Reporters on the Job
• Immigrants Excel: Correspondent Isabelle DePommereau was struck by how thoroughly "German" a girl whose family had fled the war in Kosovo 13 years ago had become. "She spoke German as well as any German," she says. Even more impressive, says Isabelle, is that Aferdite Hasanaj, was on the "university track."
The German education system has three tracks. In fifth grade, students are slotted into the university track, the standard track that ends in high school, and the vocational-training track that begins after middle school.
"It's rare for immigrants in Germany to make the university track," she says. "Socioeconomic background is often a determining factor in who lands in the university track," says Isabelle. "But Afredite did and she is totally integrated."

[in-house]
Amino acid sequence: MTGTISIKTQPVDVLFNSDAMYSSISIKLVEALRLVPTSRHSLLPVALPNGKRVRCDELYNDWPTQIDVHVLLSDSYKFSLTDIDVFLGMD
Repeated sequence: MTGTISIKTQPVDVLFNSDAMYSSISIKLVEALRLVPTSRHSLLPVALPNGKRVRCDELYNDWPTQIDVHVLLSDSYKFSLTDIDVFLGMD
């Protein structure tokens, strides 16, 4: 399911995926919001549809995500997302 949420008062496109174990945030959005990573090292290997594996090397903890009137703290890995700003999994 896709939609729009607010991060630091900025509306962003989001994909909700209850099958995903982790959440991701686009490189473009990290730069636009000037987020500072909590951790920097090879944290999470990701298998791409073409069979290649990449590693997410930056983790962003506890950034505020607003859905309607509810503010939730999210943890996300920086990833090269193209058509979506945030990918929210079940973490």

The family of one of her high school classmates has offered to support her financially so that she can stay and complete her schooling in Germany.
Similarly, staff writer Peter Ford made note of the "extraordinary leap in social and economic standing" made by the couple in his story about Islamic banking in Britain.
"Both of their fathers came from Bangladesh 40 years ago as unskilled, almost illiterate laborers. They went to work in the garment factories in the midlands. Later, they brought their wives over and put their children in school," says Peter.
Today, Shalina Begum has a master's degree in education and Abul Rahman is a community policeman. They've just purchased their own home. "Their living room is lined floor-to-ceiling with religious and nonfiction books," notes Peter. "They, like many younger, educated Bangladeshi, are more overtly devout than their parents. They are more educated about the tenets of their religion."
David Clark Scott